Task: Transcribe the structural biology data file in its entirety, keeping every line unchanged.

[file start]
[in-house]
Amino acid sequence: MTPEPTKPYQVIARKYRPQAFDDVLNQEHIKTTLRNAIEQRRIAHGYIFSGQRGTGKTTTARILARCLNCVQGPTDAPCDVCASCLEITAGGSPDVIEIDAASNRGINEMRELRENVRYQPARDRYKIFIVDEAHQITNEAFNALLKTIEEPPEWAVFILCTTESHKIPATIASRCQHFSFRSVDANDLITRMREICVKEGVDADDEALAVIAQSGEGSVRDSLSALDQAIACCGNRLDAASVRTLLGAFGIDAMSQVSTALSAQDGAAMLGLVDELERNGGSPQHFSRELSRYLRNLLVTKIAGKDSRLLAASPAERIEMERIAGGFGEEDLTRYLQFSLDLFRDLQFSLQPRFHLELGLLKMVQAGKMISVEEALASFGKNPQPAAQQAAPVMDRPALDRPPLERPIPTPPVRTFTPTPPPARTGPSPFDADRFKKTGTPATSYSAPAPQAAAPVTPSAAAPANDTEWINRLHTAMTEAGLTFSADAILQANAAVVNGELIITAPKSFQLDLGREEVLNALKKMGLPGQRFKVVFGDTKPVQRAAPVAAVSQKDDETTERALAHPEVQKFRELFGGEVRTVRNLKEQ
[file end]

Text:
[in-house]
Amino acid sequence: MTPEPTKPYQVIARKYRPQAFDDVLNQEHIKTTLRNAIEQRRIAHGYIFSGQRGTGKTTTARILARCLNCVQGPTDAPCDVCASCLEITAGGSPDVIEIDAASNRGINEMRELRENVRYQPARDRYKIFIVDEAHQITNEAFNALLKTIEEPPEWAVFILCTTESHKIPATIASRCQHFSFRSVDANDLITRMREICVKEGVDADDEALAVIAQSGEGSVRDSLSALDQAIACCGNRLDAASVRTLLGAFGIDAMSQVSTALSAQDGAAMLGLVDELERNGGSPQHFSRELSRYLRNLLVTKIAGKDSRLLAASPAERIEMERIAGGFGEEDLTRYLQFSLDLFRDLQFSLQPRFHLELGLLKMVQAGKMISVEEALASFGKNPQPAAQQAAPVMDRPALDRPPLERPIPTPPVRTFTPTPPPARTGPSPFDADRFKKTGTPATSYSAPAPQAAAPVTPSAAAPANDTEWINRLHTAMTEAGLTFSADAILQANAAVVNGELIITAPKSFQLDLGREEVLNALKKMGLPGQRFKVVFGDTKPVQRAAPVAAVSQKDDETTERALAHPEVQKFRELFGGEVRTVRNLKEQ